Objectives: The objectives of the study described here were to 1) examine the coping style of patients with functional dyspepsia (FD) and 2) adopt a new interview questionnaire to examine the extent of discriminativeness in the use of coping strategies across different stressful situations.
Methods: A matched case-control design was adopted to compare differences among a target group of 30 patients with FD, a pain control group of 30 patients with rheumatism, and a control group of 30 healthy persons. A new interview questionnaire, the Coping Flexibility Interview Schedule, was used to assess subjects' experience of stressful life events, use of coping strategies, and perceived severity of major FD symptoms.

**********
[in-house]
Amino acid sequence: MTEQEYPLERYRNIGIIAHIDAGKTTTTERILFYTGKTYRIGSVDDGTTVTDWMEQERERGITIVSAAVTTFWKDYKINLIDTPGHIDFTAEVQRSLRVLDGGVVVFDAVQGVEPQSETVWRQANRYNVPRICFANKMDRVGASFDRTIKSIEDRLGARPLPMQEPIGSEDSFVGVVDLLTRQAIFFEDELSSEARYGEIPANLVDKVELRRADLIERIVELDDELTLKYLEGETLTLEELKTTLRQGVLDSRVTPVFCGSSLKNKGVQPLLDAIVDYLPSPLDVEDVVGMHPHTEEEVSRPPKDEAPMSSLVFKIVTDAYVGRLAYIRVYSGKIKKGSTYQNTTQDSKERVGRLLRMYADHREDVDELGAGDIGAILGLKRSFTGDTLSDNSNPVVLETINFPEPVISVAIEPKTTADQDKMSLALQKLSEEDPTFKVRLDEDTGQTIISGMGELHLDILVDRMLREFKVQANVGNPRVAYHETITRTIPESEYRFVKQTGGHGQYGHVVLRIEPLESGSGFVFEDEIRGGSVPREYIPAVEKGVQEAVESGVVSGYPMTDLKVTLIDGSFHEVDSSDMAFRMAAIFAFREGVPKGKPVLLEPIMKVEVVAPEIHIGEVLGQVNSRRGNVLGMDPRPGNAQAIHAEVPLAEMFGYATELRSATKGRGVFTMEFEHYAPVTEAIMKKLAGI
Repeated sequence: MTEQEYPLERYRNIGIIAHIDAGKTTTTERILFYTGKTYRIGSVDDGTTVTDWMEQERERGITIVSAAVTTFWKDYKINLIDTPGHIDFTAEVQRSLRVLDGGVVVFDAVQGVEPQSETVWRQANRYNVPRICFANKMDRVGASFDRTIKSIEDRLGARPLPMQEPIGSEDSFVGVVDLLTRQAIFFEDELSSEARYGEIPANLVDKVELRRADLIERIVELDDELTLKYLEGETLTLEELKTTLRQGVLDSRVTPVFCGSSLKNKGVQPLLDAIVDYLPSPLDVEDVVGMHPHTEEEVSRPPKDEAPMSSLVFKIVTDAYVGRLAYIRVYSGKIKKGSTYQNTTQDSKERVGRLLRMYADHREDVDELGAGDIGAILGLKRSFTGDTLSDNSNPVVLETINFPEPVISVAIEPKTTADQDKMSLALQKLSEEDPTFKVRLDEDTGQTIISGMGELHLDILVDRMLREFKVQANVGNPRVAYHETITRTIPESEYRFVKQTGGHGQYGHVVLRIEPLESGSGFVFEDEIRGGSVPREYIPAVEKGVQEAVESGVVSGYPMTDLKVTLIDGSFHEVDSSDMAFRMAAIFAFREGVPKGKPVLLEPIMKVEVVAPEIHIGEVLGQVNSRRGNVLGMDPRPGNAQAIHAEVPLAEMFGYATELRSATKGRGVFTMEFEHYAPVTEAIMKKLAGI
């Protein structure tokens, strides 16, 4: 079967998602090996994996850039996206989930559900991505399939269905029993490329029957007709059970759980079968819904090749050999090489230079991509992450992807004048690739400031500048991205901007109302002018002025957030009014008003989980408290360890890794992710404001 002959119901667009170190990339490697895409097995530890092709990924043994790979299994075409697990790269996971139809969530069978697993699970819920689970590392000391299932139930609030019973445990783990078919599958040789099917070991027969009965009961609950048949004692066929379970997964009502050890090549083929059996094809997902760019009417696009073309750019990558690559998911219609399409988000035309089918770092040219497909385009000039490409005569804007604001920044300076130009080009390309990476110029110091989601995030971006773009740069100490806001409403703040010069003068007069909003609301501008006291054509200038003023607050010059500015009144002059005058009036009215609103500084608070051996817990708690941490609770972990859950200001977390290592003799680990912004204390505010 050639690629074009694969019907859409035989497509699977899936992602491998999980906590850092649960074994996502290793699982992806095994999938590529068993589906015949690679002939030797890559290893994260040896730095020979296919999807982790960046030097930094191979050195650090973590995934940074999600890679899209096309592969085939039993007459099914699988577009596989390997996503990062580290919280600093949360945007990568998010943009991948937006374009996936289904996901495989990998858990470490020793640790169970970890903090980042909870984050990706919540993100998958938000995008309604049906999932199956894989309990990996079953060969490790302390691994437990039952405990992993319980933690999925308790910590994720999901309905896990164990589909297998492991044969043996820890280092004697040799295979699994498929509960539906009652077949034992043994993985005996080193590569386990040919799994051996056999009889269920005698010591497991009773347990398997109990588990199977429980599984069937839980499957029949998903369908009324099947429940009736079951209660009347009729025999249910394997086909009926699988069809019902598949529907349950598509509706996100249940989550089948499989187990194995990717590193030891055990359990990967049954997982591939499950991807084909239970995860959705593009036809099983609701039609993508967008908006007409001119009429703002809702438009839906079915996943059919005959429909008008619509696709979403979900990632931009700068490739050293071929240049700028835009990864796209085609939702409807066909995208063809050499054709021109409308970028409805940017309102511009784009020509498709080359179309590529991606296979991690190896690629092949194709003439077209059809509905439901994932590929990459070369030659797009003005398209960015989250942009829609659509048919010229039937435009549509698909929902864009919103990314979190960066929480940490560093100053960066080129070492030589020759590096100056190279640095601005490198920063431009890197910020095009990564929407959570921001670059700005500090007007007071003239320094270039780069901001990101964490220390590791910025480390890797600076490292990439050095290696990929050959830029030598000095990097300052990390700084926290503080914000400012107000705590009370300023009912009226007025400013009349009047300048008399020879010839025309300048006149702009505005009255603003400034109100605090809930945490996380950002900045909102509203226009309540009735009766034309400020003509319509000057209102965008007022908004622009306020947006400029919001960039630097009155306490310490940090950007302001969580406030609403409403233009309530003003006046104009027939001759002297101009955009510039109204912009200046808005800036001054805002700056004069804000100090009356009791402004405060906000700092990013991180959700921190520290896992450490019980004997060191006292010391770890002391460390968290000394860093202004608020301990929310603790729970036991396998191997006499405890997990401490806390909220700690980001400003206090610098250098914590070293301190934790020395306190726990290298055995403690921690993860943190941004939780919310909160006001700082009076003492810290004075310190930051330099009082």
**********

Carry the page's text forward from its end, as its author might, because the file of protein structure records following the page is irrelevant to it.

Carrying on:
Results: Subjects with FD perceived their experienced stressors as more uncontrollable and as having a greater impact (p < .05). They also used more direct-action strategies but fewer divert attention, acceptance, social support, and relaxation strategies when handling stressful life events (p < .05). A significant group-by-controllability interaction effect was found (p < .001), indicating that FD subjects tended to use coping strategies nondiscriminatively, whereas both rheumatic and healthy subjects tended to use coping strategies more discriminatively across stressful life events of different extents of controllability.
Conclusions: These results indicate that FD patients are characterized by a nondiscriminative, action-oriented coping style. The implications of this finding for the extant body of research and the advantages of using our interview questionnaire, which has a more flexible format, are discussed.